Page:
Teaching cause and effect shows up in the Common Core State States in third grade. As you can see from the standards listed below, text structure skills grow in complexity as students become older.
CCSS.ELA-Literacy.RI.3.8 Describe the logical connection between particular sentences and paragraphs in a text (e.g., comparison, cause/effect, first/second/third in a sequence).
CCSS.ELA-Literacy.RI.4.5 Describe the overall structure (e.g., chronology, comparison, cause/effect, problem/solution) of events, ideas, concepts, or information in a text or part of a text.
CCSS.ELA-Literacy.RI.5.5 Compare and contrast the overall structure (e.g., chronology, comparison, cause/effect, problem/solution) of events, ideas, concepts, or information in two or more texts.
How To Teach Cause and Effect
Teaching cause and effect can be both fun and a little challenging. Students catch on pretty quickly when I tell them the effect is what happened and the cause is why it happened. After a few times of repeating this, I shorten the statement to “what and why.” I follow this with several everyday examples:
Effect – What happened? The boy fell.
Cause – Why did it happen? Water was on the floor.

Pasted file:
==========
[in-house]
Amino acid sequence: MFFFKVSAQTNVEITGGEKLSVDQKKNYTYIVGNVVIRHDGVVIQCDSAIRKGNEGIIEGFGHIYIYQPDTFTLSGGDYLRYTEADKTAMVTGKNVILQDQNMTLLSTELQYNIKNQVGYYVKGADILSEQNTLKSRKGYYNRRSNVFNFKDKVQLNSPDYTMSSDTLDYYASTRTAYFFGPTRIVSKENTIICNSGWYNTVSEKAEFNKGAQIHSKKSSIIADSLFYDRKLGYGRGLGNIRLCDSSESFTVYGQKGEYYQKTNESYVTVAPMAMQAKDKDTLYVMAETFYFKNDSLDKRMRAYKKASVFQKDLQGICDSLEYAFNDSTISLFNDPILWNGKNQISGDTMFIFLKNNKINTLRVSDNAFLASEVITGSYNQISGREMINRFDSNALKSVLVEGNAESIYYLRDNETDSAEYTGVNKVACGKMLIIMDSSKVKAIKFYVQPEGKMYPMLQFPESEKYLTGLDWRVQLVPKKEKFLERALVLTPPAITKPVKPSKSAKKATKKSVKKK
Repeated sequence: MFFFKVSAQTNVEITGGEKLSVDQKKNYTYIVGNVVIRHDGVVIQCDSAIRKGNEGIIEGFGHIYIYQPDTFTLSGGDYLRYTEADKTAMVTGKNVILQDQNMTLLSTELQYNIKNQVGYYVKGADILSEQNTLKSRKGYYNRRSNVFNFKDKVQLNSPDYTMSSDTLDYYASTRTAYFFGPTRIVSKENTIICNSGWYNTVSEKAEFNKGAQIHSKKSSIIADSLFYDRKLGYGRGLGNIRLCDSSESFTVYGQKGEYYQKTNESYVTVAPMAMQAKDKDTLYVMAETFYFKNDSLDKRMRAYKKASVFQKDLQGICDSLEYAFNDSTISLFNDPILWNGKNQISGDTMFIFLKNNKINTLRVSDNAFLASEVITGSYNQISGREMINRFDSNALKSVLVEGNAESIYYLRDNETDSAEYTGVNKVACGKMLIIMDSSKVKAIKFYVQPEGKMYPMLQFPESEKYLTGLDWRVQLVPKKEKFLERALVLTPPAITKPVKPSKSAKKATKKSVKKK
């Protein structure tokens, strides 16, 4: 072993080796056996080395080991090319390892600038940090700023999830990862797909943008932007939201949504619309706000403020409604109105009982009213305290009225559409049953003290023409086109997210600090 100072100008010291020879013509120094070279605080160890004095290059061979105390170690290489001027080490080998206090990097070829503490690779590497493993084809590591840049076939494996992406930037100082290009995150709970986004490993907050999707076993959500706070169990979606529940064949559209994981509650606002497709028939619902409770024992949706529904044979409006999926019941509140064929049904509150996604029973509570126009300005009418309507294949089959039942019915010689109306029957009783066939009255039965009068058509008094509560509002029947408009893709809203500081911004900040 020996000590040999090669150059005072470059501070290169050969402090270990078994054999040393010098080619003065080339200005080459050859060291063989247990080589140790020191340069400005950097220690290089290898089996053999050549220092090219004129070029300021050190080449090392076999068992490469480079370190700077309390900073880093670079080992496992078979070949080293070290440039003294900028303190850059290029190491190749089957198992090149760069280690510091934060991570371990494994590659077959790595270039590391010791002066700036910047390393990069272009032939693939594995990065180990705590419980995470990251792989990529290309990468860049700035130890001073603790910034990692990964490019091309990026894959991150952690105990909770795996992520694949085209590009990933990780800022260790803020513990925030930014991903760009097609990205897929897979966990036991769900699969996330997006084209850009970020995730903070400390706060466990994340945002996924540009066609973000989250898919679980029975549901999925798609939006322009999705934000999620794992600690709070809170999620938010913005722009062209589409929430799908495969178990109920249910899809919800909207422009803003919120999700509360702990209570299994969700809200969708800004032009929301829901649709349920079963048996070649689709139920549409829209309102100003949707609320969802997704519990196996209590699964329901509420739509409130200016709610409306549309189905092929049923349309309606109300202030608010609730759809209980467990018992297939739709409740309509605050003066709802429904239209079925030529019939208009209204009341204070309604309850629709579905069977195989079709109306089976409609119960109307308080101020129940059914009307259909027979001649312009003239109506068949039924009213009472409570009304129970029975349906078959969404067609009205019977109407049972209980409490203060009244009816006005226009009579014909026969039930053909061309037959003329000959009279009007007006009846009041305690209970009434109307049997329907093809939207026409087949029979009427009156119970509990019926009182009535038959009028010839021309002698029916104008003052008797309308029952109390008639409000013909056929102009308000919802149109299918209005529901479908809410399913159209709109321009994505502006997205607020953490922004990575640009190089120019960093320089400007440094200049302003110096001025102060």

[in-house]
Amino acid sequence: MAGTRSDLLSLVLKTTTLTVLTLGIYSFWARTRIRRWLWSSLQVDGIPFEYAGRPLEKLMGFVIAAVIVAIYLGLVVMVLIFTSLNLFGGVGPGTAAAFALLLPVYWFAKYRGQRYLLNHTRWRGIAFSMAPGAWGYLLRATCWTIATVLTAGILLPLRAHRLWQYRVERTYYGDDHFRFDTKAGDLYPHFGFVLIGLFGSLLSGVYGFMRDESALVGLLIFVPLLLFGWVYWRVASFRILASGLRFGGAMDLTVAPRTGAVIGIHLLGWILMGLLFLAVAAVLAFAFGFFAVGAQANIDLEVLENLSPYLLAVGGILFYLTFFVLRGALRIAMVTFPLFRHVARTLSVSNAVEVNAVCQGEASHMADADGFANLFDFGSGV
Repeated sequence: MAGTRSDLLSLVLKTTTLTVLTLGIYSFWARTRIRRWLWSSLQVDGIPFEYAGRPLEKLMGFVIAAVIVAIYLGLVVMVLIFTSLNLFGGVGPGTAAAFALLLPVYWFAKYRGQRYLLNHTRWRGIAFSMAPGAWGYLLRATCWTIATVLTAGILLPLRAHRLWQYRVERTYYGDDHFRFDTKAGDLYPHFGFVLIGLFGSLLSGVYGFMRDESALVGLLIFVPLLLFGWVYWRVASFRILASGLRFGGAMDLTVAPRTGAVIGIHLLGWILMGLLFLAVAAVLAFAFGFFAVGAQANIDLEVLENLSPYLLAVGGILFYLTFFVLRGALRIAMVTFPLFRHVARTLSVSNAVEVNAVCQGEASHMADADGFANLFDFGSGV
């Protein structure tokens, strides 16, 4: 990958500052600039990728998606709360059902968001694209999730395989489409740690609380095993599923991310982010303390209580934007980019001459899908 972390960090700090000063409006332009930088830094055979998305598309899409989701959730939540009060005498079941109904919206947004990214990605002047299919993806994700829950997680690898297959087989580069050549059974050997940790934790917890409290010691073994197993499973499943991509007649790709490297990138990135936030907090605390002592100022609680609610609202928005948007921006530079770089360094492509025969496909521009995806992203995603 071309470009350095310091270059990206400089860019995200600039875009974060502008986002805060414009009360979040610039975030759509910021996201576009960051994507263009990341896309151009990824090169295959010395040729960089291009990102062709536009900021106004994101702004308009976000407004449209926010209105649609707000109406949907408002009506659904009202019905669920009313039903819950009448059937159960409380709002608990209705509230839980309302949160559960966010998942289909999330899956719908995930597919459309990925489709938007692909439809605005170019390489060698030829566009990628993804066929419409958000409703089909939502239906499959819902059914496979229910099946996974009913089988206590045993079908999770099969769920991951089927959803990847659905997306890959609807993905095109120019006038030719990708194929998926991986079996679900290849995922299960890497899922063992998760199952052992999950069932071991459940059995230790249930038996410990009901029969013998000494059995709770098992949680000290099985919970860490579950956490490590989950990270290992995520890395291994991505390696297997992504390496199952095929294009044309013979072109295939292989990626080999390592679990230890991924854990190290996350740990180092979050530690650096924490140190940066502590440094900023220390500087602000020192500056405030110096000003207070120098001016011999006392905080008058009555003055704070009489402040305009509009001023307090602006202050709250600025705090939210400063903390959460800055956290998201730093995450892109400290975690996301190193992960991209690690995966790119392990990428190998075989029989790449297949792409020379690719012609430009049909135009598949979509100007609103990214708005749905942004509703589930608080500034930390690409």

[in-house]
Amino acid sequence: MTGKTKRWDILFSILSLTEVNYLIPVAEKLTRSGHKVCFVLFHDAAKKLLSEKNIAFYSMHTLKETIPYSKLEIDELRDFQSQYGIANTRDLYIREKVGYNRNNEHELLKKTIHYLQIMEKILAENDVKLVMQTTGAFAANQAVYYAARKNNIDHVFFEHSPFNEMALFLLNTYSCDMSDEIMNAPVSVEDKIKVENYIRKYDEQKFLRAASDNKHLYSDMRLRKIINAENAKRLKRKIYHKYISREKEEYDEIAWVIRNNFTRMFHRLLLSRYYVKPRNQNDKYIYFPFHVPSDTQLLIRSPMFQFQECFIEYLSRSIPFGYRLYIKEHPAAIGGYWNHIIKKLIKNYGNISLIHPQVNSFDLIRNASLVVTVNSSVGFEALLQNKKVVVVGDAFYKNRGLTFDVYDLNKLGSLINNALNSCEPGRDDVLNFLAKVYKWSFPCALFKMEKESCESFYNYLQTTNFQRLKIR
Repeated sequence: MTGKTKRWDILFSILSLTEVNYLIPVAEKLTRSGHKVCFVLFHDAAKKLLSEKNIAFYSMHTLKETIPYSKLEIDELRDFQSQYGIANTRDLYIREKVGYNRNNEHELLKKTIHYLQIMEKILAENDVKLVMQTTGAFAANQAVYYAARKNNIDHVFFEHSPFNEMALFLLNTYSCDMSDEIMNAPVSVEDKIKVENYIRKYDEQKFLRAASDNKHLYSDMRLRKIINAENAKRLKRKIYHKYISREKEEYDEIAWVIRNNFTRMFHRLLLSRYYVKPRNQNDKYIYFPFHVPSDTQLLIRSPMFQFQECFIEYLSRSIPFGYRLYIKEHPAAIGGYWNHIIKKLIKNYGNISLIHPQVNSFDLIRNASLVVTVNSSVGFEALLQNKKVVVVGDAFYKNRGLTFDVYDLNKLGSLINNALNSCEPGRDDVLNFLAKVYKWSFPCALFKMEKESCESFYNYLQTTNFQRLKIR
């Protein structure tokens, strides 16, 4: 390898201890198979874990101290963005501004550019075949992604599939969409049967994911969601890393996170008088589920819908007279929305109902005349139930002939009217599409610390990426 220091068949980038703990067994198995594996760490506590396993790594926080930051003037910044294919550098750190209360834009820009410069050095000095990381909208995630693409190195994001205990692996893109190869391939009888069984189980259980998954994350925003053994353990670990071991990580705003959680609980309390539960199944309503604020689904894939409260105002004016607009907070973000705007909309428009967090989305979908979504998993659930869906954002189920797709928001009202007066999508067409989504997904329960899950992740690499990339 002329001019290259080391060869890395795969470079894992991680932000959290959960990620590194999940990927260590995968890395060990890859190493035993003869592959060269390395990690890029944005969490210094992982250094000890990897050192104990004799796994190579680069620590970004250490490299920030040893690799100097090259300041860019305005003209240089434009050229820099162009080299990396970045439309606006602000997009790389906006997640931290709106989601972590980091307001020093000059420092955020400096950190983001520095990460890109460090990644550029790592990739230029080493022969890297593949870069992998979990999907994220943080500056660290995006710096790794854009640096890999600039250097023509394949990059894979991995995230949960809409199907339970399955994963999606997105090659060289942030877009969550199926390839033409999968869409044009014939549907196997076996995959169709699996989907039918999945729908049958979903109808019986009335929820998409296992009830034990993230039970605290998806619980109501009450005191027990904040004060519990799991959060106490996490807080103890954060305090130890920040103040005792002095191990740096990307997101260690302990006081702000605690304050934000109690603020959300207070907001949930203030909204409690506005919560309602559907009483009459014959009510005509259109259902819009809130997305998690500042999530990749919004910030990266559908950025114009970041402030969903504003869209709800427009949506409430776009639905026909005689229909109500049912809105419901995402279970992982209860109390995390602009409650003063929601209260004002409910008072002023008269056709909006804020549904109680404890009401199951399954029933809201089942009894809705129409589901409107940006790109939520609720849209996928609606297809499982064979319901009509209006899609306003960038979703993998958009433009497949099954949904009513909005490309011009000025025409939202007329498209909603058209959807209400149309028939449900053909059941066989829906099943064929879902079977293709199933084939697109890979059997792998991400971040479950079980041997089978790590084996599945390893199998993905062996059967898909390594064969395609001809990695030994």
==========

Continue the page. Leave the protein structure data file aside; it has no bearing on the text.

Effect – What happened? Students left the school.
Cause – Why did it happen? The fire alarm sounded.
Effect – What happened? School closed.
Cause – Why did it happen? A large amount of snow fell.
Students can soon parrot back that cause and effect is the “what and why.” Most students can even give examples of cause and effect from everyday experiences; however, finding cause-and-effect relationships in the text is much more challenging. Due to this, I teach students to look for signal words such as:
- as a result of
- due to
Learning signal words helps students locate cause-and-effect relationships in a text.
Building in Complexity
After students have a basic understanding of cause and effect, additional concepts can be introduced.
- One cause can have many effects. For example, a blizzard can blow through a city. The blizzard causes many effects.
- power outages
- increased possibilities of hypothermia and frostbite
- impedes travel
- property damage from roof cave-ins, trees falling, and so on
2. One effect can have multiple causes. For example, a city has a lot of air pollution. This is caused from:
- automobile emissions
- electricity generation
- household and farming chemicals
3. Cause and effect can also come in a chain reaction or domino series where one effect becomes the cause of the next event.
Here is an example.
Grandma comes to visit. >> Susie gives up her bed, so Grandma will have a place to sleep. >> Beth, Susie’s older sister, shares her bed, so Susie will have a place to sleep. >> Susie is not used to sleeping with Beth, so she tosses and turns during the night. >> Beth wakes up grouchy because she doesn’t get enough sleep.
I find that students just need to practice to master this skill.
Additional Blog Posts on Cause and Effect
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